In the back room of the pot store, I thought of all the weed I had smoked, from the competition-grade buds of the Emerald Triangle down to the schwag I scored in every foreign beach town I visited. I always found it, or it always found me.
How had I known I wanted this drug, or in the parlance of our changing times, needed this medicine? I had always known.
My Baby Boomer parents used to sniff the air in parks and say, "I smell grass," or nod sagely at one another and say, in unison, "Dope." They had left pot back in the '70s, along with their fashion sense, but they gave me cannabinoid receptors in my brain, along with my green eyes, crooked teeth, a big vocabulary and a college education.
I always knew the smell, and it always smelled good to me. As soon as someone offered, I inhaled. When I did, it was like the world went from black-and-white to color, and a knot in my chest untied. After that, I liked to have my own stash.
What had weed done for me? Made me grandiose and helped me to stay present. Dried out my contacts and made me appreciate the beauty of all things. Inspired me, but scattered my thoughts. Eroded my short-term memory, while cementing things like a 10-second rustling of a stand of aspen trees in my long-term one. Made me less afraid to fall while rock climbing, but more reluctant to hike to get to it. Enabled me to spend long stretches of time with my loving but emotionally intense family without having anxiety attacks. Helped me to endure weddings and funerals without worrying too much about whether I'd ever have the former, and when I'd inevitably have the latter. Connected me to my friends, lengthened the duration of our laughter, buried it deeper in our bellies. Nudged me to many sad truths about America. Softened the edges of my psychic and physical discomfort without ruining my teeth, or my life. Increased my fear and loathing of the cops, and theirs of me, but had not gotten me shot, because I am white.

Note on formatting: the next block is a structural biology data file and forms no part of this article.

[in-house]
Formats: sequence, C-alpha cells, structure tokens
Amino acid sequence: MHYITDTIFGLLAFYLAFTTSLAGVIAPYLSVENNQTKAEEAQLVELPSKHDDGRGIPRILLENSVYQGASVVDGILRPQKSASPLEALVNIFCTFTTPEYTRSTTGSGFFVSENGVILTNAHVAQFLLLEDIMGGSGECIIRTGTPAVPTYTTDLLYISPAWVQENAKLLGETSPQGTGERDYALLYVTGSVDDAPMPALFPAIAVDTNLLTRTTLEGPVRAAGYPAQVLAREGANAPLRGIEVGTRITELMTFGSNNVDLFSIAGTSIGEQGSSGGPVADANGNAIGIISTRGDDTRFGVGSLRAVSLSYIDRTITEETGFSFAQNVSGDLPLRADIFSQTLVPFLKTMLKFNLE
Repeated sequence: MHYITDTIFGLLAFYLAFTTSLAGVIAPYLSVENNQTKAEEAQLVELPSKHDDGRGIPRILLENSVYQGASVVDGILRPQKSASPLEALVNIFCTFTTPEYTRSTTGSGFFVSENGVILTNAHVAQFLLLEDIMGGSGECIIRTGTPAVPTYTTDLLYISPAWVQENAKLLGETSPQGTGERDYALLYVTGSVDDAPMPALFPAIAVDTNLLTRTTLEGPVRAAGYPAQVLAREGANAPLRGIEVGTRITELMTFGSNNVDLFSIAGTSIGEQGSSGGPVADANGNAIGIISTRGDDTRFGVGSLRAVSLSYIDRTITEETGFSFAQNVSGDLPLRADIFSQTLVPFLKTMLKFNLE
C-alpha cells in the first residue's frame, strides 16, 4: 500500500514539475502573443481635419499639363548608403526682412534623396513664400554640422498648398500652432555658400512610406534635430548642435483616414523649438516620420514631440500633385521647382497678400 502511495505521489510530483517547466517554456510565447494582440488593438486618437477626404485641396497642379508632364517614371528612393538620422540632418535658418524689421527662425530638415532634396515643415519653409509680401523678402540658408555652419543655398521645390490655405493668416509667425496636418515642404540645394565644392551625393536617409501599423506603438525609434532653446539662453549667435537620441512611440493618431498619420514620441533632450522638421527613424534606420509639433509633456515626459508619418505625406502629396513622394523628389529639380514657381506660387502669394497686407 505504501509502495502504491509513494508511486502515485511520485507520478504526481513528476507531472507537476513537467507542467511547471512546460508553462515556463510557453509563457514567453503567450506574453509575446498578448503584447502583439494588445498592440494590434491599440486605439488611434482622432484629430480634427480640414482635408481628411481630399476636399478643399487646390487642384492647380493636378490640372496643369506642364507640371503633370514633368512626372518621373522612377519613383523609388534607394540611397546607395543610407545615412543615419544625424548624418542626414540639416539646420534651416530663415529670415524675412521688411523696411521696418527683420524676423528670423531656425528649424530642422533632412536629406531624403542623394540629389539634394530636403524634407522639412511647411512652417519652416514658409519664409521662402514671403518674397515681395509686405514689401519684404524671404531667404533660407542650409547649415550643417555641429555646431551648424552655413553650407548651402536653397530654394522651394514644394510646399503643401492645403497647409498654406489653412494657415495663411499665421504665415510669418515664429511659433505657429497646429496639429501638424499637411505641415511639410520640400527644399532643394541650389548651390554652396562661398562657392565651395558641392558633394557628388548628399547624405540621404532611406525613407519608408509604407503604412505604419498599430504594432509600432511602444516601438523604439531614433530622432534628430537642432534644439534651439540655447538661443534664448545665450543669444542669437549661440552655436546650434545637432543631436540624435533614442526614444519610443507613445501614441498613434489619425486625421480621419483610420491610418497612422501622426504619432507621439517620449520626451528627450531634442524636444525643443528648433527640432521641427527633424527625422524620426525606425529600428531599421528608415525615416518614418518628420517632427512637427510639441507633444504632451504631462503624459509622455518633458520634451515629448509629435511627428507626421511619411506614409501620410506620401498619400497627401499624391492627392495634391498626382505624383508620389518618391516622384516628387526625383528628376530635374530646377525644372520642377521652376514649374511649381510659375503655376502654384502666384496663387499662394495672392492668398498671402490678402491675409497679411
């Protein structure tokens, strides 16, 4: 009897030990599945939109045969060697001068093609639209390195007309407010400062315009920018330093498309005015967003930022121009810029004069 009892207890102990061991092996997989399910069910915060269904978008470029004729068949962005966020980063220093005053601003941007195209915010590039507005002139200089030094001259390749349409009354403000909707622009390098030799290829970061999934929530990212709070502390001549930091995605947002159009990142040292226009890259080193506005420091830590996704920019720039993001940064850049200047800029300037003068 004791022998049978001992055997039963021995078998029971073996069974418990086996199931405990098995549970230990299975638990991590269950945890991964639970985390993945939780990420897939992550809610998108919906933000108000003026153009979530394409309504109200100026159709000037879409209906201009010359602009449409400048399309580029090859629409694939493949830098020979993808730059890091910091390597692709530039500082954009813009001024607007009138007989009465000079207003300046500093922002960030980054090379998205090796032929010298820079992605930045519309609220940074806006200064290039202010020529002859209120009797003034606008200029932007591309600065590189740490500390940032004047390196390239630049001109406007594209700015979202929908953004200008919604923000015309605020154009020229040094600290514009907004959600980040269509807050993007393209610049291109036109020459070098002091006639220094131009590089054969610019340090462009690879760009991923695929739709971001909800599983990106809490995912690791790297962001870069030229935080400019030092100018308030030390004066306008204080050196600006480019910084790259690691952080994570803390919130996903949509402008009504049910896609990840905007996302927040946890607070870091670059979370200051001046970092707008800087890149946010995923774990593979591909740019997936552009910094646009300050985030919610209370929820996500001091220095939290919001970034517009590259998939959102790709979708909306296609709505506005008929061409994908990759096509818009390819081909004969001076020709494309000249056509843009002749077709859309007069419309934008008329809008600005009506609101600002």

It made everything better. All the things I already liked — nature, sex, movies, food — I liked even more when I was high. I liked life more when I was high.
It made me not care as much. I had always cared too much.
Why couldn't I find this precarious balance with yoga, meditation, psychotherapy, raw foods, long hikes, spin class? Conscious partnership, mindful parenting, meaningful nonprofit work? Maybe I could — but you can't buy those things in stores in Oregon. And why should I have to, when so many of my fellow Americans can't seem to get out of bed or fall asleep at night without their own daily dose from Big Pharma?
The hoodie-hottie rang up my purchase. I paid for the weed with a credit card, and carried it out, most surreally, in a brown paper bag with a printed receipt. I shook the nugs from the orange plastic pill bottle with the white childproof lid into a small glass Mason jar.
I was no sick person. This was part of living well.
There were probably rules about whether I could smoke in my car, or in the parking lot of the Whole Foods where I was still seeking sushi, since Tokyo Starfish had delivered a different commodity. Maybe I should have been worried about the icy mountain roads, my perpetually sputtering writing career, my empty bed, my empty womb, the meaning of what was then the nascent presidential candidacy of a sensationalist real estate magnate.
But despite all that was wrong, for a moment I was right with the world, and right with myself. Despite my First World problems, I was enjoying one of my finite number of afternoons here on God's green earth. And in the state of Oregon, that was no crime.